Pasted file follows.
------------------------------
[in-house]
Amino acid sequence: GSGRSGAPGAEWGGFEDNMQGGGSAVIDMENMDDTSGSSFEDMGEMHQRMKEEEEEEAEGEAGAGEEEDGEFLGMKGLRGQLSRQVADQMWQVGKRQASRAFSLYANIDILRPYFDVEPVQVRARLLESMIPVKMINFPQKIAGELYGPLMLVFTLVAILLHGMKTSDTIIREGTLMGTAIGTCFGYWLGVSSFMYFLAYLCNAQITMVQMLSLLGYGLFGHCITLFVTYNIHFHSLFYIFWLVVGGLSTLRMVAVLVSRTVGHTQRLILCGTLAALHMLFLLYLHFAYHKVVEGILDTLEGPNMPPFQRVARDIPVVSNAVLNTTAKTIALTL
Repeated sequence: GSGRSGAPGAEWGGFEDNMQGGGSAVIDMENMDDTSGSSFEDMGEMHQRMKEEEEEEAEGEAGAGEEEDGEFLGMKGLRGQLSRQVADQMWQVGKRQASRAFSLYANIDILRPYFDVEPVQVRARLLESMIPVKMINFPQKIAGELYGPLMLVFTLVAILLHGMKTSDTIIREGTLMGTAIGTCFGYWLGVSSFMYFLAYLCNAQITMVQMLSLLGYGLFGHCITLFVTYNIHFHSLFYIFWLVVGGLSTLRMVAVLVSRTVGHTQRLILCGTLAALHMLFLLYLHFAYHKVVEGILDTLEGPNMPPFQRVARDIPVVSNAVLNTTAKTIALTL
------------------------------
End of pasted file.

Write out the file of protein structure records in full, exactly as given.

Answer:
[in-house]
Amino acid sequence: GSGRSGAPGAEWGGFEDNMQGGGSAVIDMENMDDTSGSSFEDMGEMHQRMKEEEEEEAEGEAGAGEEEDGEFLGMKGLRGQLSRQVADQMWQVGKRQASRAFSLYANIDILRPYFDVEPVQVRARLLESMIPVKMINFPQKIAGELYGPLMLVFTLVAILLHGMKTSDTIIREGTLMGTAIGTCFGYWLGVSSFMYFLAYLCNAQITMVQMLSLLGYGLFGHCITLFVTYNIHFHSLFYIFWLVVGGLSTLRMVAVLVSRTVGHTQRLILCGTLAALHMLFLLYLHFAYHKVVEGILDTLEGPNMPPFQRVARDIPVVSNAVLNTTAKTIALTL
Repeated sequence: GSGRSGAPGAEWGGFEDNMQGGGSAVIDMENMDDTSGSSFEDMGEMHQRMKEEEEEEAEGEAGAGEEEDGEFLGMKGLRGQLSRQVADQMWQVGKRQASRAFSLYANIDILRPYFDVEPVQVRARLLESMIPVKMINFPQKIAGELYGPLMLVFTLVAILLHGMKTSDTIIREGTLMGTAIGTCFGYWLGVSSFMYFLAYLCNAQITMVQMLSLLGYGLFGHCITLFVTYNIHFHSLFYIFWLVVGGLSTLRMVAVLVSRTVGHTQRLILCGTLAALHMLFLLYLHFAYHKVVEGILDTLEGPNMPPFQRVARDIPVVSNAVLNTTAKTIALTL